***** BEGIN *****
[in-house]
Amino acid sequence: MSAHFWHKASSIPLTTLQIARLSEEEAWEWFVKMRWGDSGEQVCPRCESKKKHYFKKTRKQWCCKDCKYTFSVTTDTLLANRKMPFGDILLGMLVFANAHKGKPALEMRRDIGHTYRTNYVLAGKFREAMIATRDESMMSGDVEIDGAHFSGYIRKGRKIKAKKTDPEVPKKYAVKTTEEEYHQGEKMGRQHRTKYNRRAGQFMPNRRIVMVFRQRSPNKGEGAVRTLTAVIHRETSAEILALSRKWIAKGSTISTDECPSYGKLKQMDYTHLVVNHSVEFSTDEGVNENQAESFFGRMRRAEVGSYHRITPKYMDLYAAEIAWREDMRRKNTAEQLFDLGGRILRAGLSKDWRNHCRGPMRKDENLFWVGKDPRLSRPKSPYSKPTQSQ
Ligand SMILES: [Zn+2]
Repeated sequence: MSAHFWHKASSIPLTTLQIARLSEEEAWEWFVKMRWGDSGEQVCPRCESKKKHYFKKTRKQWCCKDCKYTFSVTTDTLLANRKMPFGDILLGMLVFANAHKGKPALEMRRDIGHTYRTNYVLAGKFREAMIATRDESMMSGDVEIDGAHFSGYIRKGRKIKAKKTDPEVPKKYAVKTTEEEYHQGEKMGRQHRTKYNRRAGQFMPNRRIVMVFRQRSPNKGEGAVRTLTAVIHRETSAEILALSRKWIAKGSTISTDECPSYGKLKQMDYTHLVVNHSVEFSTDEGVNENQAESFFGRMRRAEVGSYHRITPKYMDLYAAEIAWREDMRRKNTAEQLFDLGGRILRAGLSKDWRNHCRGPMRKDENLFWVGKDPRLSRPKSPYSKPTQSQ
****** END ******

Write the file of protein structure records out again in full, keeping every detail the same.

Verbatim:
[in-house]
Amino acid sequence: MSAHFWHKASSIPLTTLQIARLSEEEAWEWFVKMRWGDSGEQVCPRCESKKKHYFKKTRKQWCCKDCKYTFSVTTDTLLANRKMPFGDILLGMLVFANAHKGKPALEMRRDIGHTYRTNYVLAGKFREAMIATRDESMMSGDVEIDGAHFSGYIRKGRKIKAKKTDPEVPKKYAVKTTEEEYHQGEKMGRQHRTKYNRRAGQFMPNRRIVMVFRQRSPNKGEGAVRTLTAVIHRETSAEILALSRKWIAKGSTISTDECPSYGKLKQMDYTHLVVNHSVEFSTDEGVNENQAESFFGRMRRAEVGSYHRITPKYMDLYAAEIAWREDMRRKNTAEQLFDLGGRILRAGLSKDWRNHCRGPMRKDENLFWVGKDPRLSRPKSPYSKPTQSQ
Ligand SMILES: [Zn+2]
Repeated sequence: MSAHFWHKASSIPLTTLQIARLSEEEAWEWFVKMRWGDSGEQVCPRCESKKKHYFKKTRKQWCCKDCKYTFSVTTDTLLANRKMPFGDILLGMLVFANAHKGKPALEMRRDIGHTYRTNYVLAGKFREAMIATRDESMMSGDVEIDGAHFSGYIRKGRKIKAKKTDPEVPKKYAVKTTEEEYHQGEKMGRQHRTKYNRRAGQFMPNRRIVMVFRQRSPNKGEGAVRTLTAVIHRETSAEILALSRKWIAKGSTISTDECPSYGKLKQMDYTHLVVNHSVEFSTDEGVNENQAESFFGRMRRAEVGSYHRITPKYMDLYAAEIAWREDMRRKNTAEQLFDLGGRILRAGLSKDWRNHCRGPMRKDENLFWVGKDPRLSRPKSPYSKPTQSQ